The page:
Who’s at fault – the importer or the manufacturer who used “Samsung” batteries in the toys?

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Photo by mohamed Abdelgaffar on Pexels.com

I receive at least one call a week from importers who have had their goods seized by Customs for trademark violations, and one very common seizure is for “Samsung” batteries (or any other brand name) contained within toys such as hoverboards or RC vehicles.

As you are aware, Customs and Border Protection (CBP) is the hall monitor of the multiple government agencies and CBP is tasked with the enforcement of all rules and regulations established by the various agencies – for example, CBP enforces trademarks, enforces FDA import alerts, enforces US Fish and Wildlife restrictions on shark fins and all of the tens of thousands of rules from every agency.

In regards to trademarks, CBP must enforce trademarks if the intellectual property holder registered the trademark with Customs. Unfortunately for importers, Samsung has registered many trademarks and anything found to contain the “Samsung” trademark is easy picking for Customs to detain.

Typically, CBP has the ability to detain goods for 5 days – and longer if the detention is because the goods are suspected of violating intellectual property rights.

Once CBP detains a shipment – they notify the importer of record (IOR) or customs broker the shipment has been detained and will be released pending proof the IOR has authorization from the trademark holder to import the trademarked goods.

Unfortunately, 10 out of 10 times the trademark holder will respond to Customs the IOR does not have authority to import the trademarked good. Once that happens, CBP will officially seize the goods and issue a Notice of Seizure to the IOR by certified mail, return receipt requested.

The importer of record then has 30 days to respond to the seizure. According to the Election of Proceedings form on the last page of the seizure notice, there are 4 options – (1) file a petition, (2) forfeit the goods, (3) refer to court action or offer in compromise.

Going back to the original question – who is at fault for the seizure, the manufacturer that used “Samsung” batteries or the importer of record? And as you can guess from the above – CBP will ultimately find the Importer of Record responsible for trademark violations. While this answer seems unfair, it makes sense as CBP has no authority outside of the United States and no mechanism to go after the manufacturer. The only party CBP can find liable is the importer of record.

If you have had your good seized for any reason – contact seizure attorney David Hsu by phone/text at 832-896-6288 or by email at attorney.dave@yahoo.com.

550 pounds of counterfeit Apple and Samsung products seized.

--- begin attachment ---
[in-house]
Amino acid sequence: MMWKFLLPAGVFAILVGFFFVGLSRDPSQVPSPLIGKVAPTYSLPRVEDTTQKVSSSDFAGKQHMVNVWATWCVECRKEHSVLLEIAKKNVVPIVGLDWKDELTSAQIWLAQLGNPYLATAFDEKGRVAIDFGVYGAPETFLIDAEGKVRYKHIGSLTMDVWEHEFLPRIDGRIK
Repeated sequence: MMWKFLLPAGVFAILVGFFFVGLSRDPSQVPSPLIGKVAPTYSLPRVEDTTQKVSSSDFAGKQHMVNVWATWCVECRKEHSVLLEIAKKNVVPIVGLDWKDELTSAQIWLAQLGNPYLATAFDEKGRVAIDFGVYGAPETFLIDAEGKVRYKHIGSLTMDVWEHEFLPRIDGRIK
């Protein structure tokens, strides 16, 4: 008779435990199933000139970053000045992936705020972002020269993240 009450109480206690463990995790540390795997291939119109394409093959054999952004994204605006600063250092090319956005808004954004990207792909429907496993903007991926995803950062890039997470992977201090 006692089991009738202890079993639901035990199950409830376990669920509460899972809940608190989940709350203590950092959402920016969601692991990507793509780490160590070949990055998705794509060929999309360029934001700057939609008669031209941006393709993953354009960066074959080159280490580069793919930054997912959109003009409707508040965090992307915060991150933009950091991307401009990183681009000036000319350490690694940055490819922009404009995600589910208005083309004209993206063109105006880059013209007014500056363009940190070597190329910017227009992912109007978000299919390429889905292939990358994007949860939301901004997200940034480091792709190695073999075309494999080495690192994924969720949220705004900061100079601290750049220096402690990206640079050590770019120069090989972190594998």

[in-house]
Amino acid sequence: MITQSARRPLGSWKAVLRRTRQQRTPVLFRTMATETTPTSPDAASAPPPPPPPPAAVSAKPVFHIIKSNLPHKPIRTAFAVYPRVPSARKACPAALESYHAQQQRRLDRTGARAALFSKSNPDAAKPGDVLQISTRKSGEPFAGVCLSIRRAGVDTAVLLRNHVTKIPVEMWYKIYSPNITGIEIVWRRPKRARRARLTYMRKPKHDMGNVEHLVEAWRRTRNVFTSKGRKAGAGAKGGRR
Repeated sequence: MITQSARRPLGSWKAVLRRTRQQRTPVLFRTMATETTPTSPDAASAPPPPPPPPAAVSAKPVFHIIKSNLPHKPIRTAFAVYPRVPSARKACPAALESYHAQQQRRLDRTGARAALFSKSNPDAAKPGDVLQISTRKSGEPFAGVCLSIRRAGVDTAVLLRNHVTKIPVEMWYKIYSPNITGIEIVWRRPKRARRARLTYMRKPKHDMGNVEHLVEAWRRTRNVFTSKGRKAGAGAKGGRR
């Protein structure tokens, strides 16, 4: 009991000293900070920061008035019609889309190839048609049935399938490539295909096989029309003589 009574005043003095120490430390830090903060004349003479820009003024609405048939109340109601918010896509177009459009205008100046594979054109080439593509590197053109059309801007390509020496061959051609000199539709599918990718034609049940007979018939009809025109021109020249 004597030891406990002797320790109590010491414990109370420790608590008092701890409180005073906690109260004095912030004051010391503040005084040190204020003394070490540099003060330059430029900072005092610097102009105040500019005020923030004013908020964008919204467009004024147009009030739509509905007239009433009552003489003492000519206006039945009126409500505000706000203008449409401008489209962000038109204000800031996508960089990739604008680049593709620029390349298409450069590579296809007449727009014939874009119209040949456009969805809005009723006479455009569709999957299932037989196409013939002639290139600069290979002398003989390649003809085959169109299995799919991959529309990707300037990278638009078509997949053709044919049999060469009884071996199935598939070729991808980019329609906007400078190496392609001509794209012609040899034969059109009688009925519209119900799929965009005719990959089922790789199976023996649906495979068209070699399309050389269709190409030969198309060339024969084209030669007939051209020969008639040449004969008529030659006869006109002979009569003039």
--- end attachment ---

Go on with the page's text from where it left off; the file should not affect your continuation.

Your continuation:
Seized Apple products, source: CBP.gov

According to a mid-December U.S. Customs and Border Protection (CBP) media release, CBP officers in Cincinnati seized multiple boxes of counterfeit goods totaling 550 pounds. The seized shipment from Hong Kong arrived in multiple shipments and included electronic accessories such as cables, earbuds, chargers with counterfeit logos from brands such as Apple and Samsung. CBP estimated the MSRP (if authentic) of the goods was $49,666.00 – a very specific amount typically used when there is a quantity of counterfeit goods seized.

This is the first time in recent memory CBP has described a shipment of counterfeit goods by weight. My guess is the number of earbuds, cables, chargers and adapters (lighting to headphone jack?) were packaged in small boxes or clamshell packaging. Separating each earbud case, each box of cable and each charger would likely have taken too much time to separate and count.

The media release includes the typical CBP paragraph warning counterfeit goods and the sale of contribute to criminal activity, forced labor, human trafficking and cause a risk to consumers due to the products not meeting quality standards.

If you have had your goods seized by Customs, contact David Hsu by phone/text at 832-896-6288 or by email at attorney.dave@yahoo.com to discuss your options.

COVID and Counterfeits.

As the year ends, the 2020 COVID lockdowns has resulted in increased seizure by U.S. Customs and Border Protection (CBP) of face masks, un approved testing kits, unlabeled medicine, non-FDA approved treatments, etc.

COVID-19 Test Kit
Image of non-FDA approved COVID-19 test kits, source CBP.gov

In the past month, CBP has seized:

  1. 6,080 counterfeit 3M masks in Cincinnati labeled as “3M Disposable Respirators Model 8210”. The shipment from Hong Kong was scrutinized by CBP because the country of origin marking on the outside of the box was labeled as “Made in the USA”. CBP officers determined the 3M masks were counterfeit and seized the goods before they were to be sent to Kingston, Jamaica.
  2. CBP officers in San Diego seized a shipment containing 251 non-FDA approved COVID-19 test kits from Mexico. The shipment caught the attention of CBP because the kits were manifested as plastic cards. Over 251 test kits divided among two packages were seized and likely to be destroyed.
  3. In another shipment, CBP officers in El Paso seized more than 100,000 counterfeit 3M N95 surgical masks for use by hospital workers. If authentic, the N95 surgical masks carried an MSRP of $600,480.